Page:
The Legacy of J.M.W. Turner

J.M.W. Turner, “Venice: Looking Across the Lagoon at Sunset,” 1840, watercolor on paper. Tate: Accepted by the nation as part of the Turner Bequest 1856 © Tate, London 2018

Watercolor played a critical role in defining J.M.W. Turner’s deeply personal style. The artist’s vast legacy comprises more than 30,000 works on paper, 300 oil paintings, and 280 sketchbooks, known as the “Turner Bequest,” which was donated to Great Britain after the artist’s death in 1851 and mostly conserved at Tate Britain. The bequest includes the entire body of works housed in the artist’s personal studio and produced over the years for his “own pleasure,” to cite the words used by the critic John Ruskin.

Turner was a lifelong watercolorist and fundamentally shaped what was understood to be possible within the medium during his lifetime and after. An inveterate traveler, Turner rarely left home without a rolled-up, loose-bound sketchbook, pencils, and a small traveling case of watercolors. These memories of journeys, emotions, and fragments of landscapes seen during his long stays abroad illustrate the development of Turner’s stylistic language focused on experimenting with the expressive potential of light and color.

J .M. W. Turner, “Scarborough,” c.1825, Watercolor and graphite on paper. Tate: Accepted by the nation as part of the Turner Bequest 1856 © Tate, London 2018

The radical developments in Turner’s style anticipated trends of the late 19th century. From his love of seaside towns to his interest in depicting atmospheric English and Alpine landscapes, and his detailed study of domestic interiors and architectural reliefs, the artist devoted himself tirelessly to experimentation, particularly in watercolors, with a compositional and stylistic freedom and an innovative and surprising use of colors that led his peers to believe that Turner “appeared to paint with his eyes and nose as well as his hand.”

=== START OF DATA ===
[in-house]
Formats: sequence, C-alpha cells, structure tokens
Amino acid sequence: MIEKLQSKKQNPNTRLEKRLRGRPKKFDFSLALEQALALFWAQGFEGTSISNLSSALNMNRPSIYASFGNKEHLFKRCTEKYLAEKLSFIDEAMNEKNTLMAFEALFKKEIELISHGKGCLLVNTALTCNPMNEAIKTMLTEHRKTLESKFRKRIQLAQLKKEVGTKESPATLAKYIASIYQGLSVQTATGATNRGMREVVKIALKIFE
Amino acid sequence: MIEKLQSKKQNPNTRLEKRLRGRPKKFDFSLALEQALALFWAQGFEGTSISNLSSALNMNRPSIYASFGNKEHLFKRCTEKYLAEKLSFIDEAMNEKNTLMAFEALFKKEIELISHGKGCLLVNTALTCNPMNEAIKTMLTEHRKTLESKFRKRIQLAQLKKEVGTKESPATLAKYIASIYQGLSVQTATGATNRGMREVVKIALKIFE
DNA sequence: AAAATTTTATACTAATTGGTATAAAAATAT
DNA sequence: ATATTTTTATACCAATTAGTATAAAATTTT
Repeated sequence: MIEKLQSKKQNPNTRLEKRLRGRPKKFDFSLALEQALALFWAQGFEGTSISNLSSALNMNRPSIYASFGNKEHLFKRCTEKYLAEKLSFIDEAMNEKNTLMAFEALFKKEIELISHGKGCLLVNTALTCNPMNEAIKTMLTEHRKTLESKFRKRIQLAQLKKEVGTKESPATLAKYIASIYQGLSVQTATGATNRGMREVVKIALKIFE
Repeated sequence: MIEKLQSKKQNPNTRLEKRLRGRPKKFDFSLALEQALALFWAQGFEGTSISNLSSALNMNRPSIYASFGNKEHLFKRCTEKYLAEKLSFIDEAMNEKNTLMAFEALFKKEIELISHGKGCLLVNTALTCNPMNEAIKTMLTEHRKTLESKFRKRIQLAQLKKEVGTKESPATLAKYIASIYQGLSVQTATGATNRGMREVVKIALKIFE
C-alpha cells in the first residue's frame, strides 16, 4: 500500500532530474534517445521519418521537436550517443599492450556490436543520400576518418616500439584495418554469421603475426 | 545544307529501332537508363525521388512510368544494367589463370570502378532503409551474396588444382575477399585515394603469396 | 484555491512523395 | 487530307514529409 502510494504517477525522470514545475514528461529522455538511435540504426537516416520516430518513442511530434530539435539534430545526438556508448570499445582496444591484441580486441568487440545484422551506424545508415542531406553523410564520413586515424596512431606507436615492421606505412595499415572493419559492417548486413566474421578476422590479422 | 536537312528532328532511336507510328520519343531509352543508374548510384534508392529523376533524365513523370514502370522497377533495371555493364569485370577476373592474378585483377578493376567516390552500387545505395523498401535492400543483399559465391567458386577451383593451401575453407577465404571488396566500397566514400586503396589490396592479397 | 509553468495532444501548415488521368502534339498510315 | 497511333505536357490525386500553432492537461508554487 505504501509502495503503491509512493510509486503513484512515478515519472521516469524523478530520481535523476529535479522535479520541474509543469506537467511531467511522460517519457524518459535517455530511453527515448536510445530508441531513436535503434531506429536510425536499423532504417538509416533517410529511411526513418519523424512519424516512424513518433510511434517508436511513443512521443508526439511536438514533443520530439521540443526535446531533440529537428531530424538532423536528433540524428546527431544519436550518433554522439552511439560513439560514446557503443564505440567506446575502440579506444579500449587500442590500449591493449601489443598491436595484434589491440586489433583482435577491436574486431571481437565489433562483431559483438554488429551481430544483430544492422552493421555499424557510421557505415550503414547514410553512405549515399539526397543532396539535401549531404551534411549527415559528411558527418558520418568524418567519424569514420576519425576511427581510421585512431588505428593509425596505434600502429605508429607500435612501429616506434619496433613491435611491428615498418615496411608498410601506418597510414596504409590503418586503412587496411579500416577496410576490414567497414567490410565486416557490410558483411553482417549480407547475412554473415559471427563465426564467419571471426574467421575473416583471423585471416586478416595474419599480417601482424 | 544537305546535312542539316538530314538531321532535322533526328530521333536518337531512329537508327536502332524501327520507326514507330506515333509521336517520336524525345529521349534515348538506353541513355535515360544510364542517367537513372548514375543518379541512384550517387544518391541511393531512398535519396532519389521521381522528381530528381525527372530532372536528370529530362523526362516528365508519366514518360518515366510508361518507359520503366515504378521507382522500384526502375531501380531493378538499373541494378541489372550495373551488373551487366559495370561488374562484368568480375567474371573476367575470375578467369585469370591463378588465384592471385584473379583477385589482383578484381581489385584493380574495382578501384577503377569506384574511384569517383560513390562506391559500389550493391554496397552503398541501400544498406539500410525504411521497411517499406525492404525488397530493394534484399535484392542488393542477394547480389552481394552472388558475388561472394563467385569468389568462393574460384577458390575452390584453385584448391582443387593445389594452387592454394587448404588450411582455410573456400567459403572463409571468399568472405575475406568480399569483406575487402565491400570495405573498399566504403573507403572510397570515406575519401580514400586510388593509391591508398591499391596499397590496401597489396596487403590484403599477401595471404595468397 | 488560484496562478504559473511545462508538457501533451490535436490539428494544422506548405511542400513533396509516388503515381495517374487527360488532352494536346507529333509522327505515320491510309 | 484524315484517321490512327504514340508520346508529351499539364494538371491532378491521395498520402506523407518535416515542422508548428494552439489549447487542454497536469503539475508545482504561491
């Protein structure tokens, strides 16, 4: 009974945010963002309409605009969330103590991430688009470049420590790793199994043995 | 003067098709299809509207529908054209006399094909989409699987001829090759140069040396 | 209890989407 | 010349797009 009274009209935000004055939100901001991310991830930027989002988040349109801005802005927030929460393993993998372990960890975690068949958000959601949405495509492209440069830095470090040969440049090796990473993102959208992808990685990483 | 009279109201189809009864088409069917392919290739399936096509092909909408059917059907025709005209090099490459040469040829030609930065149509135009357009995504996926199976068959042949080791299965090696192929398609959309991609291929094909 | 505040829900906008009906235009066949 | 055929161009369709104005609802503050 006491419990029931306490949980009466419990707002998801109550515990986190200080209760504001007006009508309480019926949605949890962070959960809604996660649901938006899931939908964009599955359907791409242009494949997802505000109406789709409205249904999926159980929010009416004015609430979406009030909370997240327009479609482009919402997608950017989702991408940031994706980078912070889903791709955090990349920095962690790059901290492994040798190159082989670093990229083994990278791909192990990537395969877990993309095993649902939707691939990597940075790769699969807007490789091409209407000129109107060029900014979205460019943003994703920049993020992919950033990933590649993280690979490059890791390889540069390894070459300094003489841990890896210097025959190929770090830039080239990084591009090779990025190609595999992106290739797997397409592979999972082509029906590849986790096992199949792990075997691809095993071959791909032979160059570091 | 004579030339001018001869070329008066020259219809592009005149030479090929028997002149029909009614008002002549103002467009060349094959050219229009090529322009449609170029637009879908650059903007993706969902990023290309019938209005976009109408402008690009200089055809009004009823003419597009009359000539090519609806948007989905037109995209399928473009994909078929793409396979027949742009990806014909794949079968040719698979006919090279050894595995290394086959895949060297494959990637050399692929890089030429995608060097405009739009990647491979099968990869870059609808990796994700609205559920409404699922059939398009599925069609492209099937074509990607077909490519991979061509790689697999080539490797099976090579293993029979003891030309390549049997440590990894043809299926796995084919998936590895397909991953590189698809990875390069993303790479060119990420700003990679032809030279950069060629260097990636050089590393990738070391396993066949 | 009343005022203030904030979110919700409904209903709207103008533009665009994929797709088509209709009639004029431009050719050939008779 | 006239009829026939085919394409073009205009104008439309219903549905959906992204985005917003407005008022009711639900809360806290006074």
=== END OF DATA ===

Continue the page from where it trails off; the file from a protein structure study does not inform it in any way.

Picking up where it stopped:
Deemed to be an extraordinary artist ever since his own time, Turner has had a profound and continuing influence on artists that continues to this day.

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Kelly Kane
PleinAir Magazine and American Watercolor Weekly Editor-in-Chief With more than 20 years experience in art publishing, Kelly Kane has served previously as Editor-in-Chief of Watercolor Artist magazine and Content Director for The Artist’s Magazine, Drawing, Acrylic Artist, and Pastel Journal. She has interviewed many of the preeminent artists of our time and written numerous articles about painting, drawing, art education and art history. She is now the Editor-in-Chief of PleinAir Magazine and the American Watercolor Weekly newsletter. Click here to send her an email.


  1. J.M.W.Turner … the greatest Watercolourist that ever lived. He, and Thomas Girtin, changed Watercolour from mere coloured drawings and topographical description, to a fully realized Artist’s medium in it’s own right. In my early art student days in London, I took advantage of the Student’s Room at the British Museum, where the Turner Bequest was held, pre Tate Britain, to see most of his myriad works on paper. There’s nothing quite like holding his actual sketchbooks in your hands and leafing through the pages one by one … a window into the mind of the Master.

  2. Fort Worth’s Kimbell museum is exhibiting a comprehensive show of Turner’s work right now (Nov ’21-Feb’22). Yes, love his smaller works in watercolor and the few sketchbooks featured which offer insight into how he worked. On the one hand, he was so detailed in his sketches as a prep for his larger paintings (usually the oils) yet Turner appears to over-ride the “particular” to make such forceful images of nature and the industrial age he loved.


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